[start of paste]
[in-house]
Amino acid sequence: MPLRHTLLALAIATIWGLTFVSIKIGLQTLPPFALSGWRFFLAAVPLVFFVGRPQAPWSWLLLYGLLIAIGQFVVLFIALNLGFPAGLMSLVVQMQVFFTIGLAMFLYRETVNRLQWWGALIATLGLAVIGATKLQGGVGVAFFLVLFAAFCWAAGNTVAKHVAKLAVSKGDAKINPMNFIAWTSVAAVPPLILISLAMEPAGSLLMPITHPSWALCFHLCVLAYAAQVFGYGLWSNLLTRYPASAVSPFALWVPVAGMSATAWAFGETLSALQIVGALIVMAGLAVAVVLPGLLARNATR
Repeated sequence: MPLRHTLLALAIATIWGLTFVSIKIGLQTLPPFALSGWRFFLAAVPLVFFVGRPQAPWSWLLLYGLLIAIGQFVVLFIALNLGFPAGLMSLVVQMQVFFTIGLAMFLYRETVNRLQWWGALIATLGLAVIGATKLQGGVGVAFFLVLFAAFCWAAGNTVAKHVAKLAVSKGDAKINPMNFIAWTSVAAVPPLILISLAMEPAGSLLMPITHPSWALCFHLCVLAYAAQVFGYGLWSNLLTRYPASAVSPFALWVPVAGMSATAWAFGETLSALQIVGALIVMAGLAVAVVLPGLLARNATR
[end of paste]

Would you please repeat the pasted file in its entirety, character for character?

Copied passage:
[in-house]
Amino acid sequence: MPLRHTLLALAIATIWGLTFVSIKIGLQTLPPFALSGWRFFLAAVPLVFFVGRPQAPWSWLLLYGLLIAIGQFVVLFIALNLGFPAGLMSLVVQMQVFFTIGLAMFLYRETVNRLQWWGALIATLGLAVIGATKLQGGVGVAFFLVLFAAFCWAAGNTVAKHVAKLAVSKGDAKINPMNFIAWTSVAAVPPLILISLAMEPAGSLLMPITHPSWALCFHLCVLAYAAQVFGYGLWSNLLTRYPASAVSPFALWVPVAGMSATAWAFGETLSALQIVGALIVMAGLAVAVVLPGLLARNATR
Repeated sequence: MPLRHTLLALAIATIWGLTFVSIKIGLQTLPPFALSGWRFFLAAVPLVFFVGRPQAPWSWLLLYGLLIAIGQFVVLFIALNLGFPAGLMSLVVQMQVFFTIGLAMFLYRETVNRLQWWGALIATLGLAVIGATKLQGGVGVAFFLVLFAAFCWAAGNTVAKHVAKLAVSKGDAKINPMNFIAWTSVAAVPPLILISLAMEPAGSLLMPITHPSWALCFHLCVLAYAAQVFGYGLWSNLLTRYPASAVSPFALWVPVAGMSATAWAFGETLSALQIVGALIVMAGLAVAVVLPGLLARNATR